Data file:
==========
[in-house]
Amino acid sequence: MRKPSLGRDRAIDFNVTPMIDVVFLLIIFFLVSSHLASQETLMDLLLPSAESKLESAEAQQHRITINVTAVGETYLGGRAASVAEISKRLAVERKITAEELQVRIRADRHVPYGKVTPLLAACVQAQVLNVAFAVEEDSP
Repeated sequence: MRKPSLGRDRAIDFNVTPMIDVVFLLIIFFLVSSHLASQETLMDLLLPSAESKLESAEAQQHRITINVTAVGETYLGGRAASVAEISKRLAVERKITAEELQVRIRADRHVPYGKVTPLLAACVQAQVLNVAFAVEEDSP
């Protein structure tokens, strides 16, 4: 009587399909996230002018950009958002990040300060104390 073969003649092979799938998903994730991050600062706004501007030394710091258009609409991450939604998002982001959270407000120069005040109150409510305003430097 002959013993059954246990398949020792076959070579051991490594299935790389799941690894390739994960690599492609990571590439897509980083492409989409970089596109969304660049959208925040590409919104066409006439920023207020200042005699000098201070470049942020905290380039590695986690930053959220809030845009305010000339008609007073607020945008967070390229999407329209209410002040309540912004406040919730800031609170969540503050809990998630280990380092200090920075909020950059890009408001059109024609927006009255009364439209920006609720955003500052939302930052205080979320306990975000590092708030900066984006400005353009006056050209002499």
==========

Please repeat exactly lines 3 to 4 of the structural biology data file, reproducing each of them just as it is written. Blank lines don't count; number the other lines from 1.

Repeated sequence: MRKPSLGRDRAIDFNVTPMIDVVFLLIIFFLVSSHLASQETLMDLLLPSAESKLESAEAQQHRITINVTAVGETYLGGRAASVAEISKRLAVERKITAEELQVRIRADRHVPYGKVTPLLAACVQAQVLNVAFAVEEDSP
């Protein structure tokens, strides 16, 4: 009587399909996230002018950009958002990040300060104390 073969003649092979799938998903994730991050600062706004501007030394710091258009609409991450939604998002982001959270407000120069005040109150409510305003430097 002959013993059954246990398949020792076959070579051991490594299935790389799941690894390739994960690599492609990571590439897509980083492409989409970089596109969304660049959208925040590409919104066409006439920023207020200042005699000098201070470049942020905290380039590695986690930053959220809030845009305010000339008609007073607020945008967070390229999407329209209410002040309540912004406040919730800031609170969540503050809990998630280990380092200090920075909020950059890009408001059109024609927006009255009364439209920006609720955003500052939302930052205080979320306990975000590092708030900066984006400005353009006056050209002499």